records some aspects of neuron activity in brain; made by placing electrodes to an apparatus that measures electrical potential differences between various cortical areas
Brain Waves
patterns of neuronal electrical activity recorded; generated by synaptic activity at the surface of the cortex
How is wave frequency expressed?
in hertz (Hz); its the number of peaks in one second; a frequency of 1 Hz means that one peak occurs each second;
Alpha Waves
(8-13 Hz) regular and rhythmic, low amplitude, synchronus waves; they indicate a brain is idling - calm, relaxed state of wakefullness
Beta Waves
(14-30 Hz) rythmic waves but are not as regular as alpha waves and have a higher frequency; occur when we are mentally alert
Theta Waves
(4-7 Hz) more irregular; common in children; uncommon in adults but may appear when concentrating
Delta Waves
(4Hz or less) high amplitude waves seen during sleep and when reticular activity system is damped, such as anesthesia
Consciousness
encompasses conscious perception of senstations, voluntary initiation and control of movement, and capabilities associated with higher mental processing (memory, logic, judgment, perseverance, and so on)
How is consciousness defined?
on a continuum that grades behavior in response to stimuli as (1) alertness, (2) drowsiness or lethargy (which proceeds to sleep), (3) stupor, and (4) coma
What are the current suppositions about consciousness?
1. it involves simultaneous activity of large areas of the cerebral cortex. 2. it is superimposed on other types of neural activity. 3. it is holistic and totally interconnected
Unconsciousness
a signal that brain function is impaired
Fainting
a brief loss of consciousness; most often indicates inadequate cerebral blood flow due to low blood pressure
Non-Rapid Eye Movement Sleep
first major type of sleep; defined in terms of EEG patterns; during first 30 to 45 of sleep cycle we pass through first 2 stages of NREM and into NREM stages 3 and 4, slow wave sleep; frequency of EEG waves decline as we pass through deeper and deeper sleep
Rapid Eye Movement Sleep
after 90 minutes of NREM sleep EEG pattern change abrubptly and we go to REM sleep; alpha waves; increase in heart rate, respiratory rate, and blood pressure; oxygen in brain is tremendous in this stage
Carcadian/24 hours cycle
reflect the alternating cycles of sleep and wakefullness
What is responsible for timing of the sleep cycle?
the hypothalamus
What is suprachiasmatic nucleus?
in the hypothalamus; a biological clock; regulates its preoptic nucleus
Preoptic Nucleus
a sleep inducing center; puts cerebral cortex to sleep by inhibiting brain stem's RAS (reticular activating system)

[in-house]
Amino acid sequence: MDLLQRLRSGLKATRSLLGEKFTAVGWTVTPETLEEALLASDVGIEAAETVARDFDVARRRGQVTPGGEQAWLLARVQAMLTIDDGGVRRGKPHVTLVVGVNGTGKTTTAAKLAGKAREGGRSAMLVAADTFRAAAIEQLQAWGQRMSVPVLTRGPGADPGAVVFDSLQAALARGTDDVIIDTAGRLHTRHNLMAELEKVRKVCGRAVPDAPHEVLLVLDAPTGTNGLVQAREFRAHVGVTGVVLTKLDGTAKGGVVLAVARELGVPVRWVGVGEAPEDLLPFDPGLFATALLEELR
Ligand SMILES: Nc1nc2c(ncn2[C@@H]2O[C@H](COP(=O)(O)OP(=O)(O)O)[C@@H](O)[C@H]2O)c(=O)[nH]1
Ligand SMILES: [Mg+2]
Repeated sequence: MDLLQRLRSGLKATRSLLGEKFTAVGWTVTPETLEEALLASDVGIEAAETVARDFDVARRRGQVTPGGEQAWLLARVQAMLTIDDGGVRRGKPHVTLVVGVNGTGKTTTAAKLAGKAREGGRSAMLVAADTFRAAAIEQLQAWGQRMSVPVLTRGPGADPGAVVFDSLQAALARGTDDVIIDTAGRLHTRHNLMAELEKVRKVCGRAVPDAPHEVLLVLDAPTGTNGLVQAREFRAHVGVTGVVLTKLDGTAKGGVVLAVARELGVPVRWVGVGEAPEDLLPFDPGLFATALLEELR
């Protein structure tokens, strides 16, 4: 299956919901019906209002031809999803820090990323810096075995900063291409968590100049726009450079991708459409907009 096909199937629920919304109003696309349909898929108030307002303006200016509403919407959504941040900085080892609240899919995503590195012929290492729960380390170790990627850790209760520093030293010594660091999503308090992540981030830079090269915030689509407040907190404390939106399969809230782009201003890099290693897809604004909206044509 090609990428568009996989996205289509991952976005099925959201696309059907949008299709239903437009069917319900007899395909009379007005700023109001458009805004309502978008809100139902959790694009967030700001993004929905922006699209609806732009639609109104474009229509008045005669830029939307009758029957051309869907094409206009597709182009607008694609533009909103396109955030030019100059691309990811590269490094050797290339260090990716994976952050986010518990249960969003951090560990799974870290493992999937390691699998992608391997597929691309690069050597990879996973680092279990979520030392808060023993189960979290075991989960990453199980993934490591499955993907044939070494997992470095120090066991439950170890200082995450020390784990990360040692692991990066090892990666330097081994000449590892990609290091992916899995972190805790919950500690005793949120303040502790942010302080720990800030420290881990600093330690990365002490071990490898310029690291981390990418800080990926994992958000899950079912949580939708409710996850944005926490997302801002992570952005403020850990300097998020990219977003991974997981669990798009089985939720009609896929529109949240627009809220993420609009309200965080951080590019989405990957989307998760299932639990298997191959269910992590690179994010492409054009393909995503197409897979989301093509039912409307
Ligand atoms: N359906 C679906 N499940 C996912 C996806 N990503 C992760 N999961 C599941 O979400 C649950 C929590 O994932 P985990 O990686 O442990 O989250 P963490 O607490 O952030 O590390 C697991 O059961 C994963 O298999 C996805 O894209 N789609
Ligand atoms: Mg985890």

RAS Centers
help maintain the awake state but also mediate some sleep stages, especially dreaming sleep
What is slow wave sleep presumed to be?
restorative
What happens to a person when they are deprived of sleep?
they become moody and depressed, and exhibits various personality disorders
What does REM sleep give the brain?
an opportunity to analyze the day's events and work through emotional problems in dream imagery
What are the daily sleep requirnements of infants to adults?
16 hours in infants to 7.5 to 8 hours of sleep in early adulthood
Narcolepsy
when people lapse abruptly into REM sleep from the awake state; these sleep episodes last about 15 minutes and occur without warning; triggered by a pleasurable event; brains of people with this have fewer cells in the hypothalamas that secrete peptide called orexins (wake up chemical)
Insomnia
a chronic inability to obtain the amount or quality of sleep needed to function adequatly during the day
Sleep Apnea
temporary cessation of breathing during sleep; victim awakes abruptly due to hypoxia (lack of oxygen)
What function involves practically all of the association cortex?
language
What do patients with lesions in Broca's Areas suffer from?
can understand language but have difficulty speaking
What do patients with lesions involving Wernicke's area suffer?
are able to speak but produce a type of nonsense often referred to as a word salad; difficulty understanding language
Whats a language implemenation system that analyzes incoming and produces outgoing word sounds and grammatical structures?
Brocas and Wenickes area working together with basal nuclei
Memory
the storage and retrieval of information; essential for learning and incorporating our experiences into behavior and are part and parcel of our experiences
What does memory storage involve?
2 distinct stages; short and long term memory
Short-term memory
working memory; capacity is limited to seven or eight chunks of information
Long-term memory
limitless capacity; can be forgotten with time; STM gets sent here when we want to remember something really good
What is the transfer of information from STM to LTM affected by?
emotional state; rehearsal; association; automatic memory
Memory Consolidation
involves fitting new facts into the various categories of knowledge already stored in cerebral cortex
Declarative (fact) Memory
entails learning explicit information, such as names, faces, words, and dates; related to our conscious thoughts and our ability to manipulate symbols and language; when fact memories are commited to LTM, they are usually filed along with context in which they were learned (ex: when you think of your new aquaintance, you probably picture him at the basketball game where you met him)
Nondeclarative Memory
less conscious or even unconscious learning; categories include procedural (skills) memory (piano playing), motor memory (riding a bike), and emotional memory (your pounding heart when you hear a rattle snake); acquired through experience and repetition; do not have to think through how to do something you just do it; once learned hard to unlearn